Why Save Your Skin Foundation?

Written by Natalie Richardson


This has been the most exciting few weeks I have had since I was diagnosed with metastatic melanoma. I feel an optimism unusual for my character since finding a potentially deadly mole on my hip in April 2014, when my world came crashing down with fear and worry. After surgeries and immunotherapy treatments, my body and my mind were left confused and full of dread.

I remember the exact moment I embarked on the path that would eventually lead me back into a productive life, with hope and determination as my new leads. Though I did not know it at the time, my discovery of Save Your Skin Foundation was a saving grace.

Depressed by internet searches about this disease, I relied solely on the word of my oncologists to guide decision-making in my care. Thankfully, I was fortunate to have an excellent medical team with a finger on the pulse of current treatments and clinical trials. My family and I did seek second – and third – opinions at Centres in Ontario, and I felt as secure as I could possibly be, choosing the course of my treatments with their guidance, via clinical trial.

By randomized-draw chance I received the treatment that I may always credit with saving my life, and I am grateful for that. But to this day I ponder what may have happened had I been on the other side of that trial draw. It bothers me, keeps that fear lingering. Not only fear for myself, but for others who may face the same risks that I have, and may not receive the same care. What if someday, my children were to face this diagnosis and did not have access to treatment?

In researching this question, I came upon a website with a warm first impression and a vastly informative set of links and options. I clicked and read and explored, not once feeling intimidated. I had to know more… the moment was right, and I had stumbled upon the right place: Save Your Skin Foundation.

I called the number, immediately reaching Kathy Barnard, melanoma Survivor, and Founder of this Foundation. Her distinctive voice put me at ease, and we talked about my situation and how fearful and alone I felt. She told me of her experiences with treatments, and I shared mine. She knew my medical oncologist as well as many others across the country, and she told me about new therapies on their way toward fighting melanoma skin cancer.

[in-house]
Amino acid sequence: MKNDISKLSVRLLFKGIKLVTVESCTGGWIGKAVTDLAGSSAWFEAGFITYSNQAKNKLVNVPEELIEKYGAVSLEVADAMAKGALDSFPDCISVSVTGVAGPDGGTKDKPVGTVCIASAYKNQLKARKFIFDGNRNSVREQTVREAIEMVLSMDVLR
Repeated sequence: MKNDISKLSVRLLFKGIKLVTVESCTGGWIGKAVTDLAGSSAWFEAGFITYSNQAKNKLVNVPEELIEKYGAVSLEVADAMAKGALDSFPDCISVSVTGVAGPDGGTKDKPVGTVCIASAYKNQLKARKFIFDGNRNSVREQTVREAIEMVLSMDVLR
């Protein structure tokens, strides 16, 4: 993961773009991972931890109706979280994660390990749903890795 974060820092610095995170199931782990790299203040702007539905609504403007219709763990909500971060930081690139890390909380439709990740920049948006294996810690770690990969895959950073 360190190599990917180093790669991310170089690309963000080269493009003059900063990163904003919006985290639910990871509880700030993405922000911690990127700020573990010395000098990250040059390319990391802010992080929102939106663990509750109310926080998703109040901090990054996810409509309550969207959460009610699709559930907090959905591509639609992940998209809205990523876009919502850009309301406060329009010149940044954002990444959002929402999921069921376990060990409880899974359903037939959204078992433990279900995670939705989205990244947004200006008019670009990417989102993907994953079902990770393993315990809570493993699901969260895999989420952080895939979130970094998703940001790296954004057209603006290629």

She determinedly said “You’re going to be okay.” And I believed her. I felt she might be right. She had run the gamut and come out the other side, and she understood what I was talking about.

My loving friends and family had been telling me that I would be all right, but when Kathy said it, it was different. My loved ones wanted it to be all right, but Kathy knew that there was actually a possibility that it WOULD be.

I have since learned that it is this determination and experience that has led Kathy and her family to build an educated team, in the form of a Foundation, to help others in this way. Many patients are touched by the support of this group; many lives are saved.

Emotionally and physically, Save Your Skin Foundation is there for any and every Canadian touched by skin cancer, whether it be a pre-cancerous lesion or a diagnosis of advanced metastasis. They share their experience, they research every medical detail, they work every day to help those in need of support in a skin cancer battle.

Since that day I first spoke with Kathy, I felt safe. I was comfortable looking around her website, watching the webinars and reading the notes carefully assembled. It remains a safe and reliable source of information about every stage of skin cancer.

Having gravitated to it for a year and a half, I have been dedicated to helping Save Your Skin save MY skin! And that of others. We network, collaborate, and identify with each other in a way that perhaps only those in our shoes can understand. It is a community of support available to those who need it.

It is at their invitation that I have had the inspiration to share my story so openly, encouraged in campaigns such as #NotJustSkinCancer and the Melanoma Through My Lens Reflection
Project. They have been a huge part of my rehabilitation, right down to the gentle reminders that I CAN still do the things I feared I had lost after diagnosis.

I feel great responsibility in being able to represent Save Your Skin in these kinds of projects, and at the same time I feel equal duty to represent fellow melanoma warriors, patients, families, and friends travelling their own skin cancer journey.

It’s the least I can do, in return for this gift of support and hope that I have been given. Thank you, Save Your Skin Foundation.